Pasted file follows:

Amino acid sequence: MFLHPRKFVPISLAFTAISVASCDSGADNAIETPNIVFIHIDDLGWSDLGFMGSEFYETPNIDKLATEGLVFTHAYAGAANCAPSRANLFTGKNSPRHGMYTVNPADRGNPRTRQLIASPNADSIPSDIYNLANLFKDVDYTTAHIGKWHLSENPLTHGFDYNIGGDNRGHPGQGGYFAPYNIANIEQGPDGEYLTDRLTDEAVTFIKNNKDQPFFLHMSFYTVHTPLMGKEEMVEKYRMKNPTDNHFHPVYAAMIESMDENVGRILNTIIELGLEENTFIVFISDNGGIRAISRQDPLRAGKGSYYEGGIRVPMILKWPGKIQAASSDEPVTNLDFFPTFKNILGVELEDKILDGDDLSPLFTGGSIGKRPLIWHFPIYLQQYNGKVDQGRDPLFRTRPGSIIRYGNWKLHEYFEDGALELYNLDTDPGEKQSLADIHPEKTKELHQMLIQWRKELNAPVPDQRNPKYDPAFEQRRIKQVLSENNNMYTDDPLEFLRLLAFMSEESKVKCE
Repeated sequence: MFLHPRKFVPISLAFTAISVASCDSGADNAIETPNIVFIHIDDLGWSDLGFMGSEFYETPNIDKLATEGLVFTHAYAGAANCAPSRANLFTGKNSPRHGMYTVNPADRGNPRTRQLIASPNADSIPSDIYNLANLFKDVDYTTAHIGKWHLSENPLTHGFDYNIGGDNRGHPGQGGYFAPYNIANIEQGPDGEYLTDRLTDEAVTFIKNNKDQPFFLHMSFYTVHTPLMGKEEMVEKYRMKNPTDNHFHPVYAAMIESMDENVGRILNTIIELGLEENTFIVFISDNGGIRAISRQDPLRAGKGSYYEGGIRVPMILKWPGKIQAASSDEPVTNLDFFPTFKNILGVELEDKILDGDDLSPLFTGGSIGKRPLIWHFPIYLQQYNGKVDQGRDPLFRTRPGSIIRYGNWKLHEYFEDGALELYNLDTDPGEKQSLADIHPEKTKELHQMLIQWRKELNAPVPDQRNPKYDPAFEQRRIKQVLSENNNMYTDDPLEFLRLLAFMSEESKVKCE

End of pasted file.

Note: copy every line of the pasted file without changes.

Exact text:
Amino acid sequence: MFLHPRKFVPISLAFTAISVASCDSGADNAIETPNIVFIHIDDLGWSDLGFMGSEFYETPNIDKLATEGLVFTHAYAGAANCAPSRANLFTGKNSPRHGMYTVNPADRGNPRTRQLIASPNADSIPSDIYNLANLFKDVDYTTAHIGKWHLSENPLTHGFDYNIGGDNRGHPGQGGYFAPYNIANIEQGPDGEYLTDRLTDEAVTFIKNNKDQPFFLHMSFYTVHTPLMGKEEMVEKYRMKNPTDNHFHPVYAAMIESMDENVGRILNTIIELGLEENTFIVFISDNGGIRAISRQDPLRAGKGSYYEGGIRVPMILKWPGKIQAASSDEPVTNLDFFPTFKNILGVELEDKILDGDDLSPLFTGGSIGKRPLIWHFPIYLQQYNGKVDQGRDPLFRTRPGSIIRYGNWKLHEYFEDGALELYNLDTDPGEKQSLADIHPEKTKELHQMLIQWRKELNAPVPDQRNPKYDPAFEQRRIKQVLSENNNMYTDDPLEFLRLLAFMSEESKVKCE
Repeated sequence: MFLHPRKFVPISLAFTAISVASCDSGADNAIETPNIVFIHIDDLGWSDLGFMGSEFYETPNIDKLATEGLVFTHAYAGAANCAPSRANLFTGKNSPRHGMYTVNPADRGNPRTRQLIASPNADSIPSDIYNLANLFKDVDYTTAHIGKWHLSENPLTHGFDYNIGGDNRGHPGQGGYFAPYNIANIEQGPDGEYLTDRLTDEAVTFIKNNKDQPFFLHMSFYTVHTPLMGKEEMVEKYRMKNPTDNHFHPVYAAMIESMDENVGRILNTIIELGLEENTFIVFISDNGGIRAISRQDPLRAGKGSYYEGGIRVPMILKWPGKIQAASSDEPVTNLDFFPTFKNILGVELEDKILDGDDLSPLFTGGSIGKRPLIWHFPIYLQQYNGKVDQGRDPLFRTRPGSIIRYGNWKLHEYFEDGALELYNLDTDPGEKQSLADIHPEKTKELHQMLIQWRKELNAPVPDQRNPKYDPAFEQRRIKQVLSENNNMYTDDPLEFLRLLAFMSEESKVKCE